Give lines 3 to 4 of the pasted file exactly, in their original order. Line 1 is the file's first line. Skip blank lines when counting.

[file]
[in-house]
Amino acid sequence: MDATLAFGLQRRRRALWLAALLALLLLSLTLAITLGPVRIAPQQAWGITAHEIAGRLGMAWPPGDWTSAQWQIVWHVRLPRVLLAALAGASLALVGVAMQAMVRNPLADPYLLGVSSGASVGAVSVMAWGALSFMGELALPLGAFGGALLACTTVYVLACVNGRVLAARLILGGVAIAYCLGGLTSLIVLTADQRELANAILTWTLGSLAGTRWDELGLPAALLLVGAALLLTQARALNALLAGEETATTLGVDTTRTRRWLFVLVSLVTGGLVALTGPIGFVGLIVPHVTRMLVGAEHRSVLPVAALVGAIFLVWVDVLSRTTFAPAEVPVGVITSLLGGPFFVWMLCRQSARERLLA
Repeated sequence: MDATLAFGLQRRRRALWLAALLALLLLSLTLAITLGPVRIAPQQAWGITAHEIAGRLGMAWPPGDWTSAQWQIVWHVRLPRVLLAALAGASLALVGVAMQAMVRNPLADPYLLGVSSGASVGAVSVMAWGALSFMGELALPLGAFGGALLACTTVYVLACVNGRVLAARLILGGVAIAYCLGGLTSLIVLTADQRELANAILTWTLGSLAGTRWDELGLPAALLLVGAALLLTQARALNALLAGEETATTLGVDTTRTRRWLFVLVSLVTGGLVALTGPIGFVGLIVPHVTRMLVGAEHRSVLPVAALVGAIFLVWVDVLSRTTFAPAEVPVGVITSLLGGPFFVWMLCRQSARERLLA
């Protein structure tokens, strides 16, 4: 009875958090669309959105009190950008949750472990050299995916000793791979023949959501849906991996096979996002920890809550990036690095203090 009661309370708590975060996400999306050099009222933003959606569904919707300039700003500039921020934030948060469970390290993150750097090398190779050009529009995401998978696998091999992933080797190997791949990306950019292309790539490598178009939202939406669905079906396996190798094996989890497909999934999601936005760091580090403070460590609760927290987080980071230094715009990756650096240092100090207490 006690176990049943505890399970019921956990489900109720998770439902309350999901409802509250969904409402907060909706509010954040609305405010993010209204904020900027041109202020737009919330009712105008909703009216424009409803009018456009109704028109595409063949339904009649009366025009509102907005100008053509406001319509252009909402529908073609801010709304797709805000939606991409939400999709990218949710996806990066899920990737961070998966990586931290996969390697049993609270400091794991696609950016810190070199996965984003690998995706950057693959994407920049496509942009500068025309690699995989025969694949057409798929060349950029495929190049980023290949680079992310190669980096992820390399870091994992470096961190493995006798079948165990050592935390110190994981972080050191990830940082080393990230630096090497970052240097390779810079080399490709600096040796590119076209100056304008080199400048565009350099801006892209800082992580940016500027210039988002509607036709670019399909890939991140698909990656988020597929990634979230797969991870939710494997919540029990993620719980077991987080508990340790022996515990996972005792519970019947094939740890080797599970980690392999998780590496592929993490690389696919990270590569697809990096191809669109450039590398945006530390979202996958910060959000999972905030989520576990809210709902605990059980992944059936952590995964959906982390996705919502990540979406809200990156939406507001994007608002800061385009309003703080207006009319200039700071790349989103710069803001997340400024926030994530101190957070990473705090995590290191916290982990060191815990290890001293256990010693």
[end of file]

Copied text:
Repeated sequence: MDATLAFGLQRRRRALWLAALLALLLLSLTLAITLGPVRIAPQQAWGITAHEIAGRLGMAWPPGDWTSAQWQIVWHVRLPRVLLAALAGASLALVGVAMQAMVRNPLADPYLLGVSSGASVGAVSVMAWGALSFMGELALPLGAFGGALLACTTVYVLACVNGRVLAARLILGGVAIAYCLGGLTSLIVLTADQRELANAILTWTLGSLAGTRWDELGLPAALLLVGAALLLTQARALNALLAGEETATTLGVDTTRTRRWLFVLVSLVTGGLVALTGPIGFVGLIVPHVTRMLVGAEHRSVLPVAALVGAIFLVWVDVLSRTTFAPAEVPVGVITSLLGGPFFVWMLCRQSARERLLA
């Protein structure tokens, strides 16, 4: 009875958090669309959105009190950008949750472990050299995916000793791979023949959501849906991996096979996002920890809550990036690095203090 009661309370708590975060996400999306050099009222933003959606569904919707300039700003500039921020934030948060469970390290993150750097090398190779050009529009995401998978696998091999992933080797190997791949990306950019292309790539490598178009939202939406669905079906396996190798094996989890497909999934999601936005760091580090403070460590609760927290987080980071230094715009990756650096240092100090207490 006690176990049943505890399970019921956990489900109720998770439902309350999901409802509250969904409402907060909706509010954040609305405010993010209204904020900027041109202020737009919330009712105008909703009216424009409803009018456009109704028109595409063949339904009649009366025009509102907005100008053509406001319509252009909402529908073609801010709304797709805000939606991409939400999709990218949710996806990066899920990737961070998966990586931290996969390697049993609270400091794991696609950016810190070199996965984003690998995706950057693959994407920049496509942009500068025309690699995989025969694949057409798929060349950029495929190049980023290949680079992310190669980096992820390399870091994992470096961190493995006798079948165990050592935390110190994981972080050191990830940082080393990230630096090497970052240097390779810079080399490709600096040796590119076209100056304008080199400048565009350099801006892209800082992580940016500027210039988002509607036709670019399909890939991140698909990656988020597929990634979230797969991870939710494997919540029990993620719980077991987080508990340790022996515990996972005792519970019947094939740890080797599970980690392999998780590496592929993490690389696919990270590569697809990096191809669109450039590398945006530390979202996958910060959000999972905030989520576990809210709902605990059980992944059936952590995964959906982390996705919502990540979406809200990156939406507001994007608002800061385009309003703080207006009319200039700071790349989103710069803001997340400024926030994530101190957070990473705090995590290191916290982990060191815990290890001293256990010693």